One of the many differences on Earth-838 is that Maria Rambeau, not Carol Danvers, became Captain Marvel. In the comics, Maria’s daughter Monica has shared the Captain Marvel name with Carol. But rather than adapting one of her costumes, the series draws from a short-lived Carol Danvers costume introduced in the build-up to 2015’s Secret Wars. At the time, Carol was wearing a black and silver variant of her traditional red and blue suit, and that costume has now made its live-action debut. It makes sense to pay homage to that storyline, as the Incursions referenced in Multiverse of Madness are a huge part of the plot in Secret Wars.
After months of rumor and speculation, John Krasinski made his MCU debut as Mister Fantastic in Doctor Strange 2. And while Reed Richards’ rugged costume hearkens back more to past FF movies than anything else, his beard is definitely straight from the comics. Reed’s beard is another look that debuted in Secret Wars, and it’s stuck around ever since.
Hayley Atwell voices a version of Captain Carter in Marvel’s What If…? And Doctor Strange 2 gives her the chance to play another version in live-action, one who wears basically the same exact costume. The idea of an alternate universe Peggy who becomes a super-soldier was introduced not in the comics, but in the mobile game Marvel’s Puzzle Quest. Marvel has since given us Captain Carter in the comics too, though that version is currently wearing a brand new costume we hope to see in live-action one day.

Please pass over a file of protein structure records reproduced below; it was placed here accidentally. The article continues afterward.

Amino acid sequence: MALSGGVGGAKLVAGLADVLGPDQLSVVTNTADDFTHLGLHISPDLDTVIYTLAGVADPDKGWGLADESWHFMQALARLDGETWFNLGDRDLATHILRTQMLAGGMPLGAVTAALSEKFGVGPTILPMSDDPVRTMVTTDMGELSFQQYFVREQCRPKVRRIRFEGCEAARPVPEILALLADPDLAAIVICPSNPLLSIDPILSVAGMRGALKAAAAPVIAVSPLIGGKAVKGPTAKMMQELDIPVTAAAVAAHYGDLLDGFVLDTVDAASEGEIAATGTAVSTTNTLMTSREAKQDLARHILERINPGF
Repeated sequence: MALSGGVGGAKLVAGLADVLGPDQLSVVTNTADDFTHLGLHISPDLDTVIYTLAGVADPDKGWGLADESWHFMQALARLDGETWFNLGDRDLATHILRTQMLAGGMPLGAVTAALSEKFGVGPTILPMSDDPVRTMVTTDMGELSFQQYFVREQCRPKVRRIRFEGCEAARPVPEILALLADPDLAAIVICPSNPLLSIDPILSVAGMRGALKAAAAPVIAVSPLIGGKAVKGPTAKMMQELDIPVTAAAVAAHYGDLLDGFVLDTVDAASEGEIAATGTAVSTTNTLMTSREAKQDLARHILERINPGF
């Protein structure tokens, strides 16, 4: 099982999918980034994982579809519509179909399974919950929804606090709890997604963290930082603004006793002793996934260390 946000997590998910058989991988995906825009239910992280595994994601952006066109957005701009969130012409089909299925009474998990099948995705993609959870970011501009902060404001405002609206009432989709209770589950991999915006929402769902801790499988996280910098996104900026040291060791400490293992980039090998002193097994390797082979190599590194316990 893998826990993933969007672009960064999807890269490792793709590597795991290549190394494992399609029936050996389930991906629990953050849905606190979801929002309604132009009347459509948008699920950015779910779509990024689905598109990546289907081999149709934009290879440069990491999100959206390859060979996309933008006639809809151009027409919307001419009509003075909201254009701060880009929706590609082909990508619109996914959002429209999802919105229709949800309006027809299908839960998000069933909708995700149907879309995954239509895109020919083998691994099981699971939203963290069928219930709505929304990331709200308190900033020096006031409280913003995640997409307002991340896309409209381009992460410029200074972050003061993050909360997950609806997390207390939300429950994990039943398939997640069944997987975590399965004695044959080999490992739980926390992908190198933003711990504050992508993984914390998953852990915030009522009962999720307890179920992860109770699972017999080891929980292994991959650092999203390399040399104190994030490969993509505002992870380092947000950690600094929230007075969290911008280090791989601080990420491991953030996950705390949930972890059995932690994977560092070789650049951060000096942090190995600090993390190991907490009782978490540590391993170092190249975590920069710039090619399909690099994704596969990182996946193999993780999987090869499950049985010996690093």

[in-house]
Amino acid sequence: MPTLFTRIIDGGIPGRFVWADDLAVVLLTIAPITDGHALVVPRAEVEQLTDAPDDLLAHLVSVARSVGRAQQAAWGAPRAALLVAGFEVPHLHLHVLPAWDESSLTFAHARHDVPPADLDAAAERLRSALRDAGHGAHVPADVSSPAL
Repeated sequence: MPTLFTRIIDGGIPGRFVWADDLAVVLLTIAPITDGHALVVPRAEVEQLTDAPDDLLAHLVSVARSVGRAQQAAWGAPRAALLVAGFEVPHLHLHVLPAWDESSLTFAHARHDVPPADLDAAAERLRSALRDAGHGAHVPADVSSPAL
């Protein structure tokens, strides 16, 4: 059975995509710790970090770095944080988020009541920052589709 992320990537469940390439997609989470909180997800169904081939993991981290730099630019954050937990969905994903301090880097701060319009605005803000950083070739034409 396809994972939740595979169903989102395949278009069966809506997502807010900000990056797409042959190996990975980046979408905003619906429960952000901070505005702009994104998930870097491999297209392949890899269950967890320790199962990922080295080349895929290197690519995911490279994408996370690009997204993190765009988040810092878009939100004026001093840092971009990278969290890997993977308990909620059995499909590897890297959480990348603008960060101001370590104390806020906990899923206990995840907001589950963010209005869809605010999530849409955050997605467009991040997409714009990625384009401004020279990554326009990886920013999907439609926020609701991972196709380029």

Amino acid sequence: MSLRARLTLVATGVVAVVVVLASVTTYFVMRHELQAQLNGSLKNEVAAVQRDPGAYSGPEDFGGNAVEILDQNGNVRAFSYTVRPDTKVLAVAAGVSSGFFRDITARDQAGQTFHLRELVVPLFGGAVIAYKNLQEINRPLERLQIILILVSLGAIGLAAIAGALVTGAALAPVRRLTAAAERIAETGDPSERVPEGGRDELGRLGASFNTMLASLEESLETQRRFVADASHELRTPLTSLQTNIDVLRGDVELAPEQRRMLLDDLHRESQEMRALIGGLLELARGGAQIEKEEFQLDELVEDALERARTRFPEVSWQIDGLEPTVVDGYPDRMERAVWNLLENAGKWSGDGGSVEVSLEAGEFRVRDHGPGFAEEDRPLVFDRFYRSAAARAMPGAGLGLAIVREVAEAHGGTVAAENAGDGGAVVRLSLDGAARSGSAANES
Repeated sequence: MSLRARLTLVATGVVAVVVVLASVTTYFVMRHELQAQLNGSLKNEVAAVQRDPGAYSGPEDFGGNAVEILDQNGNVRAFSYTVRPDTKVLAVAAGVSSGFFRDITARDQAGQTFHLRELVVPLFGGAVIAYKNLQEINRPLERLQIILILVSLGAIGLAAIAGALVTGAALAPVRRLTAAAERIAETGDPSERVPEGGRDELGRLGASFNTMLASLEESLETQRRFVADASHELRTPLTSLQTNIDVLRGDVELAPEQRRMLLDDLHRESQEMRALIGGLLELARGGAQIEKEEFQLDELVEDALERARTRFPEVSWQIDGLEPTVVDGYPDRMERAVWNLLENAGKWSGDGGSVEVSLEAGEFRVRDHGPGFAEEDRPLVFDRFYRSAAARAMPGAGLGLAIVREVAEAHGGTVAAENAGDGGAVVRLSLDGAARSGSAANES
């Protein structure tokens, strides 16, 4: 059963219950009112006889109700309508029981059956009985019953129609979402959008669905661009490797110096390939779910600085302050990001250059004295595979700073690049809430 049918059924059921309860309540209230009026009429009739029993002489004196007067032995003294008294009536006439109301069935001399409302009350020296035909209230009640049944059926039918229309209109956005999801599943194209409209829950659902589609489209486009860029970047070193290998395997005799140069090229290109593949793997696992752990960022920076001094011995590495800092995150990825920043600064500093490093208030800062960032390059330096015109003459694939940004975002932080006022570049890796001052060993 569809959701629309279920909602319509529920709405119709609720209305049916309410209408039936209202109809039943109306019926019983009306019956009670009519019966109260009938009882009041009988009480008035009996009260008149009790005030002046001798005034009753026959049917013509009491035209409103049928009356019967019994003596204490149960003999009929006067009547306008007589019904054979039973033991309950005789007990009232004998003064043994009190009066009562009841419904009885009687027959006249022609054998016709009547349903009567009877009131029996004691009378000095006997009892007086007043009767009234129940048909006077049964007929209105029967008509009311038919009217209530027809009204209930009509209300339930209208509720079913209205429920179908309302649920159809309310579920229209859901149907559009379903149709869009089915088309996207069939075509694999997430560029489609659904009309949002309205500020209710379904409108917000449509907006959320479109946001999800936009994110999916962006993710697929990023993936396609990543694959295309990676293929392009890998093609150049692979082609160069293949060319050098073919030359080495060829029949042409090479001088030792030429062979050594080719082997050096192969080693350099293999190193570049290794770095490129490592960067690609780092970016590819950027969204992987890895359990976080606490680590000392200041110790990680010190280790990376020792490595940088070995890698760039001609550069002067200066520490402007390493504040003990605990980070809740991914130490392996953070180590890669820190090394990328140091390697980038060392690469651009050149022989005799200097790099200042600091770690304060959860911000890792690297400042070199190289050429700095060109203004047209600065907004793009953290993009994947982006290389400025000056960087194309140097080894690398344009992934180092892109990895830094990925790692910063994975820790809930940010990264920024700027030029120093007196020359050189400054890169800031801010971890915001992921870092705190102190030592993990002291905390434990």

Multiverse of Madness saves its biggest cameo for last, with Charlize Theron’s Clea popping up to recruit Stephen Strange to save the multiverse. More than any other character in the film, Clea looks like she walked right off the page of a Steve Ditko Doctor Strange comic, between her stark white hair and flamboyant purple costume.
Not every actress could pull off such a bold look, but we like to think there’s a reason they cast Theron in the role.
What’s your favorite costume from the Multiverse of Madness? Let us know in the comments below.
Jesse is a mild-mannered staff writer for IGN. Allow him to lend a machete to your intellectual thicket by following @jschedeen on Twitter.